Francesca:  I’m hard at work on the two sequels to The Fire Sermon - I’m working with my editors on polishing Book 2, and I’ve recently started writing Book 3. At some point I’d like to finish my next collection of poetry, too. The Fire Sermon series is keeping me so busy that poetry’s had to take a back seat lately. I want to get back to poetry soon. But ever since my time in academia, I’ve also had a hankering to write a crime novel set in the English department of a university…



TQ:  Thank you for joining us at The Qwillery.

Francesca:  Thanks for having me!





The Fire Sermon
The Fire Sermon 1
Gallery Books, March 10, 2015
Hardcover and eBook, 384 pages

Interview with Francesca Haig, author of The Fire Sermon - March 7, 20105
The Hunger Games meets Cormac McCarthy’s The Road in this richly imagined first novel in a new post-apocalyptic trilogy by award-winning poet Francesca Haig.

Four hundred years in the future, the Earth has turned primitive following a nuclear fire that has laid waste to civilization and nature. Though the radiation fallout has ended, for some unknowable reason every person is born with a twin. Of each pair, one is an Alpha—physically perfect in every way; and the other an Omega—burdened with deformity, small or large. With the Council ruling an apartheid-like society, Omegas are branded and ostracized while the Alphas have gathered the world’s sparse resources for themselves. Though proclaiming their superiority, for all their effort Alphas cannot escape one harsh fact: Whenever one twin dies, so does the other.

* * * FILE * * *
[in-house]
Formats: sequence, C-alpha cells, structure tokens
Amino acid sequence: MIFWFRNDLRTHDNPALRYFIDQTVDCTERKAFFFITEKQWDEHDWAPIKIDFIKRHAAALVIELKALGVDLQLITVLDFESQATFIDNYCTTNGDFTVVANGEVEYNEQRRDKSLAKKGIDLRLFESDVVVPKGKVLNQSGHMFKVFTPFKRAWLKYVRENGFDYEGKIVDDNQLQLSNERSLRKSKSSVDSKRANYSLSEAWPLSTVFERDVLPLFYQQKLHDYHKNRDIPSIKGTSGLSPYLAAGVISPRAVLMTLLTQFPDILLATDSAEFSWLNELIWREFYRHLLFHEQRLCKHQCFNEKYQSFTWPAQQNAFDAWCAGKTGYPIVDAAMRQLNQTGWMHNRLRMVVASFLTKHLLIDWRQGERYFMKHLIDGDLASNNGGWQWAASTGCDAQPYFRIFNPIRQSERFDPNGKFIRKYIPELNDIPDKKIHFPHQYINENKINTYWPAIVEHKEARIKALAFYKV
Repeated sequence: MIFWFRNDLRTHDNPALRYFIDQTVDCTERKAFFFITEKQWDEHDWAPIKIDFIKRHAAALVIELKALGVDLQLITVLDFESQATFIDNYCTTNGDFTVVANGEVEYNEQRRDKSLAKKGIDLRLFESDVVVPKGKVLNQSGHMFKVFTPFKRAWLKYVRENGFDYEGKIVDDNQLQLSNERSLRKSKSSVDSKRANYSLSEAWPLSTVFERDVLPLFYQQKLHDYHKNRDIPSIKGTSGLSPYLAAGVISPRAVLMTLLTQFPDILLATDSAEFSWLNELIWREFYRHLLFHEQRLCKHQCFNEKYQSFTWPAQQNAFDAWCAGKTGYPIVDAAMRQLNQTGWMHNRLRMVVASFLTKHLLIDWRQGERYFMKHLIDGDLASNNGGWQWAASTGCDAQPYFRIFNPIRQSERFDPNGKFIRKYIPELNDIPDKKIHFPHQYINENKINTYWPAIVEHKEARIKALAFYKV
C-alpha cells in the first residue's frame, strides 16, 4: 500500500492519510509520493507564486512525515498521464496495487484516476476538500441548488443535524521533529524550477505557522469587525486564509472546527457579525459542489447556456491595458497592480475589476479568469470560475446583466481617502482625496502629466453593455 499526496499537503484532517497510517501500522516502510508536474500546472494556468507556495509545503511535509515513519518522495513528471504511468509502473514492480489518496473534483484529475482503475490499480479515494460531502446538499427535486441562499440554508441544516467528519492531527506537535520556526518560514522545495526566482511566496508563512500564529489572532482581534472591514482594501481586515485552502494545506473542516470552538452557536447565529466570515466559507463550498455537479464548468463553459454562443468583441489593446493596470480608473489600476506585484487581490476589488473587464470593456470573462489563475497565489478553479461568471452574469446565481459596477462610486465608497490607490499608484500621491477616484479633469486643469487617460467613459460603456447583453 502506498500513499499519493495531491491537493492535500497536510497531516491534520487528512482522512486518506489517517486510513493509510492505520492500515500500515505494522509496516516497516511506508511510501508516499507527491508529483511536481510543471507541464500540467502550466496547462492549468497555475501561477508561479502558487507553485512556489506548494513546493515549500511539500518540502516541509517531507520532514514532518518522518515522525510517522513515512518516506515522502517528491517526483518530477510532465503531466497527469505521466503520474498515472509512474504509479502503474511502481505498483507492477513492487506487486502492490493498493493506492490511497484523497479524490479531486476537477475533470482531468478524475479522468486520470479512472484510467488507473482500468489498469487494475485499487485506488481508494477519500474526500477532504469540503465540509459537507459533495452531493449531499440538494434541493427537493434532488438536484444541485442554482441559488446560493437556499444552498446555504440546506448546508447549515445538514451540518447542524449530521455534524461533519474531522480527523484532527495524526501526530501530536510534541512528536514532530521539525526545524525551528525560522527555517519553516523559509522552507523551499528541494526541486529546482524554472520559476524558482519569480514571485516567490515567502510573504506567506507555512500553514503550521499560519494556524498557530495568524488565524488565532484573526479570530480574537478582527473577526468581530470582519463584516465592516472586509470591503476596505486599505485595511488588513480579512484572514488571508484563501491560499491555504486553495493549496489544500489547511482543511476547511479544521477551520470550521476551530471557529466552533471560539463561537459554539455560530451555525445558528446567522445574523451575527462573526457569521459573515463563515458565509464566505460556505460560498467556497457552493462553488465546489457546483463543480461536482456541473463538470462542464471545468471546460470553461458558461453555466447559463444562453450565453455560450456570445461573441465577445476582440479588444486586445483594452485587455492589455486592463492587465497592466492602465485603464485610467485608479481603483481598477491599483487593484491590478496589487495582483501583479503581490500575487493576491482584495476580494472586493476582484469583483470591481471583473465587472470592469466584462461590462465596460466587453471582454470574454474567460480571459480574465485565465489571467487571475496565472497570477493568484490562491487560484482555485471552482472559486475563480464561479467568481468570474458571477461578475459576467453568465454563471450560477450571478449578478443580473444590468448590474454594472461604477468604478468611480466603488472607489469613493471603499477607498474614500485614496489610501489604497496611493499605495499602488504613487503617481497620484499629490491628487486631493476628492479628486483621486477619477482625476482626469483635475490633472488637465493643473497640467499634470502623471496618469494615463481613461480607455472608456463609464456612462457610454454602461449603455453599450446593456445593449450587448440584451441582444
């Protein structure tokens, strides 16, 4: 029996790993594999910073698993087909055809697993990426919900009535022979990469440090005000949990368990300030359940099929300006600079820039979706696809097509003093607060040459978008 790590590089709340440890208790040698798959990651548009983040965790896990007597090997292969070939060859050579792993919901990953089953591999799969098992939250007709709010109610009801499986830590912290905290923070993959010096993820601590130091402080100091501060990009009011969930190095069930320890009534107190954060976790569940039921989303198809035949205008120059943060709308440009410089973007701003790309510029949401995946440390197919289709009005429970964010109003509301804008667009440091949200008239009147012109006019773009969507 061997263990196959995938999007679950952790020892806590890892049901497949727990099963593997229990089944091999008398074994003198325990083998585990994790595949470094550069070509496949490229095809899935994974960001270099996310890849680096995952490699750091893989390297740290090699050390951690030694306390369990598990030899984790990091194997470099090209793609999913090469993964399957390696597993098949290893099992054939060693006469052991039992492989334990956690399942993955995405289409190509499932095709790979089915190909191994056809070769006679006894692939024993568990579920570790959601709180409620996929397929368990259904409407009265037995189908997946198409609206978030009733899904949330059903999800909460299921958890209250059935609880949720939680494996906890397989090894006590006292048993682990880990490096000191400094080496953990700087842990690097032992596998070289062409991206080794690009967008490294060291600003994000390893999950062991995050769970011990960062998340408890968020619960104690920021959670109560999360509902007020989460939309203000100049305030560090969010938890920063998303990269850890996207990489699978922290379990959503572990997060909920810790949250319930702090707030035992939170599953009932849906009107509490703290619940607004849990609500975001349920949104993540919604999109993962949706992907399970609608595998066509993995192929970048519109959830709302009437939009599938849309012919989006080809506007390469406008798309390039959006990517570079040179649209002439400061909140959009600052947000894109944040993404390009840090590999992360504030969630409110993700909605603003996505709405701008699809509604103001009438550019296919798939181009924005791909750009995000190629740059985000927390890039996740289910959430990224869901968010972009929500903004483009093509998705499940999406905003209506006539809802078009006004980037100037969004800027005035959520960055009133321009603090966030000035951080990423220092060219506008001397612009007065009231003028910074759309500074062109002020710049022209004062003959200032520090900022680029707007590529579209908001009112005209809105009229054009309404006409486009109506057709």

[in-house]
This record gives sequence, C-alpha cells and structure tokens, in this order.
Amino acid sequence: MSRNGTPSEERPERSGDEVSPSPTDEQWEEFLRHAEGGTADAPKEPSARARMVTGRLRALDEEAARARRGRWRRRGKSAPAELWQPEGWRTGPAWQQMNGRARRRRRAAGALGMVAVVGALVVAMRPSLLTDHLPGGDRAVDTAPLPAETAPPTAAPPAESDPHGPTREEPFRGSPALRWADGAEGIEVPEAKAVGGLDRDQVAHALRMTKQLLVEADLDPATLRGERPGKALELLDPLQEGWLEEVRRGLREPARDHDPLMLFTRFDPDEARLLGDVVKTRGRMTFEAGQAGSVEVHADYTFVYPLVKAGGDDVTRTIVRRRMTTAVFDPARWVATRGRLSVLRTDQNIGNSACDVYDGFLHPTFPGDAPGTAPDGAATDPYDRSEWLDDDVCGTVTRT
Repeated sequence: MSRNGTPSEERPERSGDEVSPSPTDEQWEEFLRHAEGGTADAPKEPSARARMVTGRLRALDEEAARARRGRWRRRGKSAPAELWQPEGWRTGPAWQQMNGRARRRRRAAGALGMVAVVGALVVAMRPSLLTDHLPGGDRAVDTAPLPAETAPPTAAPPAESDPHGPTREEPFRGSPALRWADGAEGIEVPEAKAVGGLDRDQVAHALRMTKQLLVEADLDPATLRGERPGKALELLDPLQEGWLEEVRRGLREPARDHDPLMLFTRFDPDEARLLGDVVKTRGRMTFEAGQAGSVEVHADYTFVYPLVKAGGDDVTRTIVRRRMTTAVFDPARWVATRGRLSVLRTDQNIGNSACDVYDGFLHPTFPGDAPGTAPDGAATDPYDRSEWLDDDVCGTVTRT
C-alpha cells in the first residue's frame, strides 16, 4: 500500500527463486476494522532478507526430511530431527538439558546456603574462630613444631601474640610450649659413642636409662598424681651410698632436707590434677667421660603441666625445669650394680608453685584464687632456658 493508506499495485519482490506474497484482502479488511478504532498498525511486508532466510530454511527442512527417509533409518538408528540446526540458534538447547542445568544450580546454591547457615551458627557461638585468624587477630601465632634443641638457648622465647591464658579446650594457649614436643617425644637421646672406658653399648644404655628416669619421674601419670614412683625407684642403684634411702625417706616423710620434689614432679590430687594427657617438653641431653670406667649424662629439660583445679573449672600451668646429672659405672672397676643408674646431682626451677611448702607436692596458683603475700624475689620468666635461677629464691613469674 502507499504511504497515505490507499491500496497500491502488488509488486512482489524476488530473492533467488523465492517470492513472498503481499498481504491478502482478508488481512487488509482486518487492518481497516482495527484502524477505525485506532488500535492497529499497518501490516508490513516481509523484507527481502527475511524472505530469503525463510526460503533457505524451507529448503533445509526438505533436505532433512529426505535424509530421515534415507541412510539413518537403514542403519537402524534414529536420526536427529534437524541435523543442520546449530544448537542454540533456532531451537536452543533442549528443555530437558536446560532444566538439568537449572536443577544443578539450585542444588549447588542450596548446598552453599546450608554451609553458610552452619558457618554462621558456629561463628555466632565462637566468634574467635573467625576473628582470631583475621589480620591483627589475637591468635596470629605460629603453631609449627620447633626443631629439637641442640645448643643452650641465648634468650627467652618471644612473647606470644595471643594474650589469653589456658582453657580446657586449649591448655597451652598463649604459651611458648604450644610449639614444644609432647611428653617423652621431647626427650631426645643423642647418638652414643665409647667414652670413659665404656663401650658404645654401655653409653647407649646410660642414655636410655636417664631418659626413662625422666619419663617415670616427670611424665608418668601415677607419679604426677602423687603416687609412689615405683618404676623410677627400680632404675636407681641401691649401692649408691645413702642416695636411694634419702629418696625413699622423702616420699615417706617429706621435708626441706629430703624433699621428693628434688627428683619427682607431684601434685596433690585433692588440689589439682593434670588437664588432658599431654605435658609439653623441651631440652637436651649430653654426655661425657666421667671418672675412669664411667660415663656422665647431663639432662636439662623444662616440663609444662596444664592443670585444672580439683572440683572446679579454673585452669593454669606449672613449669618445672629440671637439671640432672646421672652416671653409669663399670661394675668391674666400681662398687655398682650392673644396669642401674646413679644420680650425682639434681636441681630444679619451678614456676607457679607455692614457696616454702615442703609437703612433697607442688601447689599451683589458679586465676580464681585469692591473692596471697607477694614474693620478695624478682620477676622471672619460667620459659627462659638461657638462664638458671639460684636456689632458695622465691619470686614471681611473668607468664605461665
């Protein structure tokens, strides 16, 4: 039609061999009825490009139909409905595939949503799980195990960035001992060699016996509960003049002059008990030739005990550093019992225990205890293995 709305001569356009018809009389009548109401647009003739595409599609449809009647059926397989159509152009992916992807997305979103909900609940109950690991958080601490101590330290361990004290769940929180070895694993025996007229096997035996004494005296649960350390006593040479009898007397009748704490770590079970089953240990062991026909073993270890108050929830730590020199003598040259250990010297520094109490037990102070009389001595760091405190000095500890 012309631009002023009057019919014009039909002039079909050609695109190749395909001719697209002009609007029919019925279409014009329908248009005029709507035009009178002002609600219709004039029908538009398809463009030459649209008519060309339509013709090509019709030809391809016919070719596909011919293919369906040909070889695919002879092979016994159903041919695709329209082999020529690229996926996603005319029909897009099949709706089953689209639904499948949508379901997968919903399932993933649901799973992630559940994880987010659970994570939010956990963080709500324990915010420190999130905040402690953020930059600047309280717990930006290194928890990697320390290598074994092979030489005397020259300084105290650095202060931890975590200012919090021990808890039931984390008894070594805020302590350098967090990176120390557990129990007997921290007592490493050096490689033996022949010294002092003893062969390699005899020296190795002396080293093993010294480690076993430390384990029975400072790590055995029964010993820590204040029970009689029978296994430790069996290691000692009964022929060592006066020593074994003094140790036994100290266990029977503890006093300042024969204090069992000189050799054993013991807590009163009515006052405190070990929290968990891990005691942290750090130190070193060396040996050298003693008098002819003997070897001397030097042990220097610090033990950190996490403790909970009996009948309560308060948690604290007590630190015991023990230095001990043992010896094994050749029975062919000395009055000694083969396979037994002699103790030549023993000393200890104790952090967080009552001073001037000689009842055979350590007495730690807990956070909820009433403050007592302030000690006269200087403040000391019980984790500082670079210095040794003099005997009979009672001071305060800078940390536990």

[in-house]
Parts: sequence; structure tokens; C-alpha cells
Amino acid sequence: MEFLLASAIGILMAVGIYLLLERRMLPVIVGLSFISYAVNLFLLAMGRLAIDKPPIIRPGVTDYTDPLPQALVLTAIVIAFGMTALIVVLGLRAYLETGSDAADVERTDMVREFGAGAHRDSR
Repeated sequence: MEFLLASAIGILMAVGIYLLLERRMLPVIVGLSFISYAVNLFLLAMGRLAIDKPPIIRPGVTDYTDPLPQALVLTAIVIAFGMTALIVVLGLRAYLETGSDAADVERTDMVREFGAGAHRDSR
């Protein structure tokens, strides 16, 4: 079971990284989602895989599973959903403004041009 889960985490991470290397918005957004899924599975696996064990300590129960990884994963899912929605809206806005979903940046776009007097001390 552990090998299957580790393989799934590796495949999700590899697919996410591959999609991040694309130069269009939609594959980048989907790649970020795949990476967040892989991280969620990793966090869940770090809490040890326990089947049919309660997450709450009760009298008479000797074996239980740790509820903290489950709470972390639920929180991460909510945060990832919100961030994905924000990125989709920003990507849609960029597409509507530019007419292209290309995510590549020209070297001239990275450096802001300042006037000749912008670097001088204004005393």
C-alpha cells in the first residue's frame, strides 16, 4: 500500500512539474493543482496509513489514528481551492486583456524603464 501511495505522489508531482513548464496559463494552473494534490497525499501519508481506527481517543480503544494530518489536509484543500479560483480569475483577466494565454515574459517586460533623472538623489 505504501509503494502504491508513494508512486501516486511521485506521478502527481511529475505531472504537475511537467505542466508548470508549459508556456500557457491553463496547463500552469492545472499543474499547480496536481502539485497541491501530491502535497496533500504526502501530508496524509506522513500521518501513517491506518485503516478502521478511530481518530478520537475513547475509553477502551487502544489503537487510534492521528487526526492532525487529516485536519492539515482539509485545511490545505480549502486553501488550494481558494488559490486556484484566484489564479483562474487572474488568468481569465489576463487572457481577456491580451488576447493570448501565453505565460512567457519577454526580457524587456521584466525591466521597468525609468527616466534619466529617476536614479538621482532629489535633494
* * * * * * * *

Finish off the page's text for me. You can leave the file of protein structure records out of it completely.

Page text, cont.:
Cass is a rare Omega, one burdened with psychic foresight. While her twin, Zach, gains power on the Alpha Council, she dares to dream the most dangerous dream of all: equality. For daring to envision a world in which Alphas and Omegas live side-by-side as equals, both the Council and the Resistance have her in their sights.





About Francesca

Francesca Haig lives in London with her family. She received her PhD at the University of Melbourne, and is a Senior Lecturer at the University of Chester, where she is also Programme Leader in Creative Writing. Her poetry and prose have been published in many literary journals and anthologies in both Australia and England, and have won various prizes. In 2010 she was awarded a Hawthornden Fellowship. The Fire Sermon is her first novel.

Twitter @FrancescaHaig

Interview with Robert Levy, author of The Glittering World, and Review - February 13, 2015


Please welcome Robert Levy to The Qwillery as part of the 2015 Debut Author Challenge Interviews. The Glittering World was published on February 10th by Gallery Books.



Interview with Robert Levy, author of The Glittering World, and Review - February 13, 2015




TQ:  Welcome to The Qwillery. When and why did you start writing?

Robert:  I co-authored with a classmate my first poem at the age of five or six. It was about a family of mice, and our poetry teacher Marty transcribed it and hung it on the wall in the stairwell. I vividly recall looking up at that giant piece of paper with our poem on it and feeling nothing so much as amazement: something I'd written was out there for the whole school to see! I've been chasing that feeling ever since, and having my debut novel published all these many years later is a startlingly similar experience.



TQ:  Are you a plotter or a pantser? How does being a playwright affect (or not) your novel writing?

Robert:  I'm a pantster who wishes he were a plotter. I plot, and then usually fail to adhere to my outline. There are significant moments in my work that I pin down early, such as the midpoint and denouement, but outside of that I land up winging it a lot of the time. This can lead to both fortuitous serendipity and brutal dead ends, depending on the day. I haven't given up on trying to outline more, however!